For the past 114 years, residents of Midland and the surrounding communities have gathered in outdoor spaces each week during the summer to enjoy free concerts performed by the Chemical City Band
The Chemical City Band performs on July 5 in Central Auditorium in Midland. The performance was moved from the usual location of the Nicholson-Guenther Band Shell in Midland’s Central Park due to weather concerns.
Is it common for a musical ensemble to remain active for so many years? Chemical City Band director Steve DeRees says it’s more common than you might think.
“All across America, there are little evening band concerts going on outdoors and it reaches back over a century,” DeRees explains. The Chemical City Band plays at 7:30 p.m. on Wednesdays at the Nicholson-Guenther Band Shell in Midland’s Central Park
Steve DeRees is the Chemical City Band director.
DeRees, who played in the band himself for 21 seasons, is now in his seventh season as band director. He believes that the longevity of the band is due largely to a strong support for music and the arts throughout Midland’s schools and institutions. “There’s been an ongoing point of pride and tradition that we have a strong interest in the arts, and then specifically down to our concert band,” he says.
The band is comprised of musicians ranging in age, from high school students to retirees. But what they all have in common is a strong skill set and a professional approach to music.
Dick Scott, 76, has performed with the band since 1979.
Dick Scott first began playing clarinet with the Chemical City Band in the summer of 1979, when he was 31 years old. He is now in his 45th season at age 76, and has served as the band’s treasurer since 2010. “I just enjoy playing, and it’s a nice bunch of people to be around,” he says.
On the other end of the spectrum, saxophone player Cara Bucci is one of the band’s younger members. Bucci is 16 and going into her junior year at Midland High School. Bucci joined the band after hearing about it from a few of her friends, who were band members at the time. “My friends told me that it was a really good sight-reading experience,” she says.
Cara Bucci, 16, left, is one of the band's younger members.
During their playing season, the band gathers for a rehearsal every Monday evening to learn the music they’ll be performing just two days later in their weekly concert. Contrastingly, for the high school band, students like Bucci have months to practice the music they’ll perform at the end of each semester.
The Chemical City Band serves as a crash course in sight-reading, which high school students are tested on when they try out for the Michigan School Band and Orchestra Association All-State Band. “So it’s really important to me to start practicing this stuff, because I want to try to get All-State next year,” Bucci says.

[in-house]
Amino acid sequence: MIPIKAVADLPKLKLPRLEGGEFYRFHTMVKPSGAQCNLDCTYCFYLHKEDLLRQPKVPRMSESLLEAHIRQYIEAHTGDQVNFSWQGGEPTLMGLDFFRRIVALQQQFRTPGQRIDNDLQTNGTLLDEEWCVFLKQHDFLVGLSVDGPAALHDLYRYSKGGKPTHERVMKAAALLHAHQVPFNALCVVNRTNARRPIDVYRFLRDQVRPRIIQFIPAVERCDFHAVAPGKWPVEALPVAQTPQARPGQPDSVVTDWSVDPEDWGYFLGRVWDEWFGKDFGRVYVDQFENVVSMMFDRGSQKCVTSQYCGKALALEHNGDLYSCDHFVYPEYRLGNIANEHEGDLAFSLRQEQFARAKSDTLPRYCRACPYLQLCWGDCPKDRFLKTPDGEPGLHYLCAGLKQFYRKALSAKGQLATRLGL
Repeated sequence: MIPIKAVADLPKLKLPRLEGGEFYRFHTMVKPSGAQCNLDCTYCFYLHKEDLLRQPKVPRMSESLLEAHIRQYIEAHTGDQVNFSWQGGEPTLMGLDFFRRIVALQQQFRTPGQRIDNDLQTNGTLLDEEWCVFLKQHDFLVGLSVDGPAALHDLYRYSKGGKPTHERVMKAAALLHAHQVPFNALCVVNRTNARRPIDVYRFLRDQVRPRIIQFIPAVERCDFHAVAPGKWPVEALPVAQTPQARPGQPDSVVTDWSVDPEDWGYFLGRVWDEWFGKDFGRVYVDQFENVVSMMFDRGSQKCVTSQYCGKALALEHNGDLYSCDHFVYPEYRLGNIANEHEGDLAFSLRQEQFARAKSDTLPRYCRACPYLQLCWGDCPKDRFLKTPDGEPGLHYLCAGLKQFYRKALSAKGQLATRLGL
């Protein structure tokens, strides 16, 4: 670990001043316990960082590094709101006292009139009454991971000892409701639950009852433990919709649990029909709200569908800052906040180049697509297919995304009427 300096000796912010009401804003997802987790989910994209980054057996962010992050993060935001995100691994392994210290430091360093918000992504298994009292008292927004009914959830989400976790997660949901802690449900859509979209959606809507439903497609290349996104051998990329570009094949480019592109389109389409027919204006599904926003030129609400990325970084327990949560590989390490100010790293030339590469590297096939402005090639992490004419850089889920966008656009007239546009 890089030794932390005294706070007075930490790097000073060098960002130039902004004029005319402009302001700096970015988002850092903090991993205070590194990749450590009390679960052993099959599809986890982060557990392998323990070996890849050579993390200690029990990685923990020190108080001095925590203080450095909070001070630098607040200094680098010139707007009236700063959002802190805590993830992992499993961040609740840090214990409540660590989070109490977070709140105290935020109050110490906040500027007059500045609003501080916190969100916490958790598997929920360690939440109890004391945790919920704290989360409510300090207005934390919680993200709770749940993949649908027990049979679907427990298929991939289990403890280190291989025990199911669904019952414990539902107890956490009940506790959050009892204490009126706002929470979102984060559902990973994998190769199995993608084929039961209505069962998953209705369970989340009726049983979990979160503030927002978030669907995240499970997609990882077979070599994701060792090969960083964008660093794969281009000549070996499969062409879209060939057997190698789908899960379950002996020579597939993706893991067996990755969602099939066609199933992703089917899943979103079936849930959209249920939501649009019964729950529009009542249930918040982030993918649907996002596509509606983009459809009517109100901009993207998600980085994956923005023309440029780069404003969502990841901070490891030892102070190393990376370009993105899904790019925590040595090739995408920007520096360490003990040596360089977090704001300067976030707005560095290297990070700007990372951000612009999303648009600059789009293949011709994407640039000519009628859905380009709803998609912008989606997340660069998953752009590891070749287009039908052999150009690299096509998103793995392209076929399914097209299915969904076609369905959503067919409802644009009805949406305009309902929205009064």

It’s also an opportunity to learn from seasoned musicians. “These people have been doing this longer than I’ve been alive. So just hanging out with them, seeing what they do, and, like, just talking to them and hearing their experiences is really helpful,” Bucci adds.
Mara Stewart plays flute.
Even for flute player Mara Stewart, a 2008 Dow High School graduate who has played with the band for about 10 years, the fast pace keeps her skills honed. “I kind of think of Chemical City Band as like my band boot camp, so to speak,” she says.
Stewart also plays in the Midland Concert Band
, which runs throughout the school year, is open to all musicians who choose to join, and rehearses for multiple weeks before each performance. “So I love that, because it’s just there for everybody,” said Stewart.
To join the Chemical City Band, a musician must be invited by the band director. This ensures that players are able to keep up with the faster pace and the sight-reading challenge.
Stewart feels lucky to have grown up in Midland, where there are so many opportunities for musicians. “I feel really connected to the music scene here. I think we’re really lucky to have the music that we do,” she says.
The band draws an audience of all ages.
One of her favorite aspects of the Chemical City Band is that the concerts are free. “To have a free outdoor concert every week for a month and a half in the summer is just spectacular,” she says. “If you have young kids, they can still run around, they can go to that little playground, a lot of people will bring their dogs, so it’s really a non-scary way to introduce people to music.”
DeRees says that a long-term goal of the band is to foster the next generation of musicians, and to keep the tradition alive. “If we can get another generation of audience members and concertgoers and maybe even future players, we’re really interested in that,” he says..
Scott explained that for many years, the band was sponsored by the City of Midland’s Parks and Recreation department. “But in either late 2009 or early 2010 the city was pruning its budget, and decided that they weren’t going to sponsor the band anymore,” he says.
The Chemical City Band performs on July 5.
That’s when the band was set up as a tax exempt nonprofit organization, and began applying for grants to receive funding. Today, the band is supported through a combination of donations from the community and grants from both the Alden and Vada Dow Family Foundation
and the Gerstacker Foundation
A drum serves as a donation collection bin.
Additionally, an endowment fund was started through the Midland Area Community Foundation
. “The goal was to eventually build up the endowment fund to the point where the earnings from that would support the band, and we wouldn’t have to rely on the grants. But that’s a long way off,” explains Scott.
In the meantime, DeRees hopes to do his part to keep this long-standing Midland tradition alive, and set it up for success in the future. “My hope is for another 100 years,” he says.